As we creep into the thick of winter whilst living in restrictive pandemic circumstances, it's more important than ever to explore the theme of mindfulness in your every day life.
But have you considered applying mindfulness to your workouts?
This month, we're exploring Mindful Hibernation - a time where we can take a moment and check in on ourselves during these darker days. You can head over to our IGTV to find our Meditation in Hibernation series and take 10 mins out of your day to breathe and reconnect with Meditation Rocks.
But if meditation isn't your thing, you can still embrace mindfulness in your workouts. We speak to Brave Move, a fitness studio in Bristol, about how they integrate mindfulness in their workouts. Founder, Alice, is the queen of moving mindfully and shares with us some of her top tips on how to slow things down and listen to your body while working up a sweat.
Mindfulness in Movement:
We’re all guilty of not listening to our bodies when we’re working out. We exercise whilst watching the TV, over stretch ourselves into the 'perfect' pose or maybe hold ourselves back because we think I'm not fit enough.
The issue with this is that we override our body’s signals and miss out on a load of helpful information.
If we listen we can find out when to take rest, how to avoid injury or when to dig a little deeper; helping us build a fulfilling, long-lasting relationship with exercise that gets results.
This ‘listening’ can be described as mindful movement, helping us cut out the noise and tune into our body, and is why we teach about intuitive exercise at the Brave Move Fitness Studio.
Though with mindfulness traditionally being taught on a meditation cushion or yoga mat, it can be hard to understand how this art of being present can be found in other forms of exercise. So let me unpack what mindful movement is and give you some tips on using it to enhance your workouts:
What is Mindful Movement?
Put simply, mindful movement is about being fully aware of the experience of moving your body. Mindfulness can be described as openhearted awareness of the present moment.
Professor Mark Williams, the director of mindfulness at the School of Psychology at Oxford University says “most of us find that we sleep-walk through life, and become immune to life's riches” therefore mindfulness can be a way to “wake us up”. When exercising, these riches lie in listening to the intelligence of your body to inform how, when and why to move.
“Most of us find that we sleep-walk through life, and become immune to life's riches” - Professor Mark Williams
An important part of being mindful is doing it without judgment. It is this process of quieting down our inner critic that I believe has such importance for our modern approach to exercise.
The fitness world can be a breeding ground for comparing ourselves to others, poor body image and punishing workout regimes and it causes many to have damaging connotations with exercise.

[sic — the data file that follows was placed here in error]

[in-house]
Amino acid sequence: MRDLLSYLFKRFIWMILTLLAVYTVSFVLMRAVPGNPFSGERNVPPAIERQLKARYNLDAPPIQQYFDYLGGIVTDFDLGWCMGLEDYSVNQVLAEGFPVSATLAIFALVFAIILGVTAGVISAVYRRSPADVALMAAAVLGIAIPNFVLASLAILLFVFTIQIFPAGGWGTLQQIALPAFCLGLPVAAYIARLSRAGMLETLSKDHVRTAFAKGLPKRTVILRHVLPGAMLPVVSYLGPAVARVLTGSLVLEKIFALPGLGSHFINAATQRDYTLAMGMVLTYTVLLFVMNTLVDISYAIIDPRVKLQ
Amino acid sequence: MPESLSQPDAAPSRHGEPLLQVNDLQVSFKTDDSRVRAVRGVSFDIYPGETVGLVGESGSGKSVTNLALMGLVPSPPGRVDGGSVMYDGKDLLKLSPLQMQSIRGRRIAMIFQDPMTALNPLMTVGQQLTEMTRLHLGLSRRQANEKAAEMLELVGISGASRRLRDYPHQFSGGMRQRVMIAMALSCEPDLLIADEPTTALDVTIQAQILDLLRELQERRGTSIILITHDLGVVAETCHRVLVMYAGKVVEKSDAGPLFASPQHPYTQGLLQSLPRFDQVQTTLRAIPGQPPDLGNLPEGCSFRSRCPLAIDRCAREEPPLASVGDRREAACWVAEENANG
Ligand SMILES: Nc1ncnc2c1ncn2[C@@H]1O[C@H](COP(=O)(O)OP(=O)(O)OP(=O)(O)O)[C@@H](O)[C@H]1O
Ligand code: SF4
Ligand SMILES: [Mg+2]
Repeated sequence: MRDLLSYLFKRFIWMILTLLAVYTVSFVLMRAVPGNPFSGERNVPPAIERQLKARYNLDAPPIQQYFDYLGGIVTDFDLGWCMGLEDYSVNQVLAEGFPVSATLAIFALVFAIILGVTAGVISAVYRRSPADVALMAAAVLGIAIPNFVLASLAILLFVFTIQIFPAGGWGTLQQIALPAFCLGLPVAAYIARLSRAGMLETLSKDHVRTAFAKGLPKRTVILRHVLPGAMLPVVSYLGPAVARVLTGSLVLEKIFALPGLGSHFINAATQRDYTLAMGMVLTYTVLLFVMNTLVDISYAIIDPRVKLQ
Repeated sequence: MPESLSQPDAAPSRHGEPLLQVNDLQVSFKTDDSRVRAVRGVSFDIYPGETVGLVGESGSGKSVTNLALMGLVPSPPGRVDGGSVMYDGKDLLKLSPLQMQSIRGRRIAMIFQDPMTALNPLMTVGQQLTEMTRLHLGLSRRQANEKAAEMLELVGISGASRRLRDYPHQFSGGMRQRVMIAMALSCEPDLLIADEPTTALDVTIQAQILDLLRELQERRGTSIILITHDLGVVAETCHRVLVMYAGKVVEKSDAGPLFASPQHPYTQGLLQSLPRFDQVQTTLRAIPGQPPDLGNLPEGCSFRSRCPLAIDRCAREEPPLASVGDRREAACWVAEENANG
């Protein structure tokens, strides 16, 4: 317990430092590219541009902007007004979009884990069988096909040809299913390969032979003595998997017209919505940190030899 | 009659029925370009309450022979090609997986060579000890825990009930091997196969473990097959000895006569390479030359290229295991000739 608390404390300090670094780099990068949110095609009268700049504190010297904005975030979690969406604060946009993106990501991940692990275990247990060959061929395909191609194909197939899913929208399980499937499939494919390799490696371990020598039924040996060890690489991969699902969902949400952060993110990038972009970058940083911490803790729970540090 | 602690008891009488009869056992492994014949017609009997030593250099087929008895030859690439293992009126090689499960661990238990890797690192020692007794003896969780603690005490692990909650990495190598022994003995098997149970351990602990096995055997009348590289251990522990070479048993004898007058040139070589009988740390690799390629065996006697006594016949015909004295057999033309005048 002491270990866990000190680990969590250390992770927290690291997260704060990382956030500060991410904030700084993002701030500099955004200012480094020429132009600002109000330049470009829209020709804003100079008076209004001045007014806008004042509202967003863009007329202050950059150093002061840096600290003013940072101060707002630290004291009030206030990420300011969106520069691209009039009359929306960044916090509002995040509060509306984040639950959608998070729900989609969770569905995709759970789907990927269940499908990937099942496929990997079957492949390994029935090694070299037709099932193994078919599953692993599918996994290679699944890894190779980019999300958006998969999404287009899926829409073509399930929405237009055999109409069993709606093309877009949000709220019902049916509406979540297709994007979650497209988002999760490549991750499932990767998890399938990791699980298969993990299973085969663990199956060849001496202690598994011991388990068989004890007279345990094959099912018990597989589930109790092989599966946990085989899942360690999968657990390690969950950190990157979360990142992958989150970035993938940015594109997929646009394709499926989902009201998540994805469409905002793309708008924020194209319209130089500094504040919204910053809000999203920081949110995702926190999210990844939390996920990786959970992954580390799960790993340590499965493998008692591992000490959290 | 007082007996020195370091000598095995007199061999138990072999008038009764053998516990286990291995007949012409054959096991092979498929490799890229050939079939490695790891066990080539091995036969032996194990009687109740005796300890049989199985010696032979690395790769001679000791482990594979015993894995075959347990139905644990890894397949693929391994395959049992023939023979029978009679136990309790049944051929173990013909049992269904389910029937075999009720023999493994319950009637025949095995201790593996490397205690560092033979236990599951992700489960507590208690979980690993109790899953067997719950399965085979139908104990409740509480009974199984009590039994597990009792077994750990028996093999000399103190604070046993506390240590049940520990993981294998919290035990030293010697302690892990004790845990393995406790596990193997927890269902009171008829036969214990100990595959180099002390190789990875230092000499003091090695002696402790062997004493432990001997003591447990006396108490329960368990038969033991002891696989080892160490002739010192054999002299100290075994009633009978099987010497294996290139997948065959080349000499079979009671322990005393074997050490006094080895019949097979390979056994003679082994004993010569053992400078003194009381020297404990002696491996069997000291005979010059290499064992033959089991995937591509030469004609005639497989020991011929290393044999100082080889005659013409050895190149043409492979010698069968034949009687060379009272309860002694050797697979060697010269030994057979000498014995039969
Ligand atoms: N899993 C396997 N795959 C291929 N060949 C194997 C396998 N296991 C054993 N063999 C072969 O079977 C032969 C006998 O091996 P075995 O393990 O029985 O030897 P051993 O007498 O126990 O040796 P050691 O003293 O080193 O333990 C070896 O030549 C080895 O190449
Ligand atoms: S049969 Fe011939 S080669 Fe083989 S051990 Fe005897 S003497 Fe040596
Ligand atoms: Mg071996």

Research by This Girl Can found that ‘the fear of being judged’ was the number one reason women didn’t exercise, whilst the chair from Body Dysmorphic Disorder Foundation said: "We know about 10% of men in the gym may have muscle dysmorphia."
But we all need to move, and a healthy relationship with doing so is crucial. Therefore, being present, listening to your body and learning to put down any criticism is vital in looking after yourself, inside and out.
How can I exercise mindfully?
At Brave Move we teach Online Mindful HIIT or Mindful HIIT (low impact) that will take you through how to be present during a fast-moving, sweaty, cardio workout; helping you prevent injury, increase enjoyment and challenge your body respectfully. Win! But you don’t need to join us to start practicing your own mindful movement, so here is a guide to get you started:
1. Check-in with yourself
Take a few minutes before you start exercising to sit quietly and focus on your breath or do a quick body scan. Ask yourself: what do I need from my workout?
Whether it is to look after an old injury or sweat out a stressful day, use what comes up to set an intention for your workout.
When you start exercising, keep this observation going. Bring your attention to the sensations in the body, the environment around you, or noticing any thoughts that come up. Then just like a cloud passing by, acknowledge it and then let it move on.
3. Reflect on your movements
After you exercise, take a few moments to rest and reflect. What differences can you feel in the body then from the start? How do you feel emotionally? What lessons came up? If you like, you may want to note these thoughts down in a journal to help you keep track of your experiences.
It might feel strange at first and you’ll have days when you feel more intuitive than others - that’s just life! But the more you practice the more natural listening to your body becomes; helping you create a long-lasting love for movement that celebrates all that you have!
Enjoy and keep moving, for you.
Brave Move was created to recognise the everyday moments of courage that get us where we want to be. Founder, Alice, wanted to bring creativity and an open mind to the exercise experience, helping others beat the barriers they face starting and excelling in a healthy lifestyle programme.
Brave Move has it's own studio in Bristol that brings together like-minded health professionals that want to bring you more than just fitness - to reflect that good health lives, breathes and moves through every aspect of our lives and it is something we all deserve. Say hi to them over on instagram: @wearebravemove
You can find Brave Move's digital classes and Bristol in-person sessions on MoveGB - book today!